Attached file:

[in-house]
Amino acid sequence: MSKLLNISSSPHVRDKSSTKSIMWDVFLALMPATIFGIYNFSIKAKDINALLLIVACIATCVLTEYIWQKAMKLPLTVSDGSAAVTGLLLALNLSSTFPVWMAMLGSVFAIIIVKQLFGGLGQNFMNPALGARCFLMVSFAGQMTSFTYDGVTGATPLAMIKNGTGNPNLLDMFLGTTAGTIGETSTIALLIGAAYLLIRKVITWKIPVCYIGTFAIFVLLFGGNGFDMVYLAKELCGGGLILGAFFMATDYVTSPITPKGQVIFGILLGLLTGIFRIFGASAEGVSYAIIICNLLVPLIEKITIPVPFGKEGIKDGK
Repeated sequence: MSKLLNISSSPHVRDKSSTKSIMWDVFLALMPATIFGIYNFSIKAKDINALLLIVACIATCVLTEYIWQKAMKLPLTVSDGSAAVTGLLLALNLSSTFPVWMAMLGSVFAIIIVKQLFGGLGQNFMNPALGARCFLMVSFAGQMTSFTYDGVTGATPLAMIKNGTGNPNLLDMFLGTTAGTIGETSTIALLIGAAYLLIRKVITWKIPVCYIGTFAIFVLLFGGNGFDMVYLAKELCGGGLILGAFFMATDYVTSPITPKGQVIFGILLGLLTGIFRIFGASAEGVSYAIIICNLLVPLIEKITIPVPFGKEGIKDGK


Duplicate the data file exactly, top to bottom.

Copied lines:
[in-house]
Amino acid sequence: MSKLLNISSSPHVRDKSSTKSIMWDVFLALMPATIFGIYNFSIKAKDINALLLIVACIATCVLTEYIWQKAMKLPLTVSDGSAAVTGLLLALNLSSTFPVWMAMLGSVFAIIIVKQLFGGLGQNFMNPALGARCFLMVSFAGQMTSFTYDGVTGATPLAMIKNGTGNPNLLDMFLGTTAGTIGETSTIALLIGAAYLLIRKVITWKIPVCYIGTFAIFVLLFGGNGFDMVYLAKELCGGGLILGAFFMATDYVTSPITPKGQVIFGILLGLLTGIFRIFGASAEGVSYAIIICNLLVPLIEKITIPVPFGKEGIKDGK
Repeated sequence: MSKLLNISSSPHVRDKSSTKSIMWDVFLALMPATIFGIYNFSIKAKDINALLLIVACIATCVLTEYIWQKAMKLPLTVSDGSAAVTGLLLALNLSSTFPVWMAMLGSVFAIIIVKQLFGGLGQNFMNPALGARCFLMVSFAGQMTSFTYDGVTGATPLAMIKNGTGNPNLLDMFLGTTAGTIGETSTIALLIGAAYLLIRKVITWKIPVCYIGTFAIFVLLFGGNGFDMVYLAKELCGGGLILGAFFMATDYVTSPITPKGQVIFGILLGLLTGIFRIFGASAEGVSYAIIICNLLVPLIEKITIPVPFGKEGIKDGK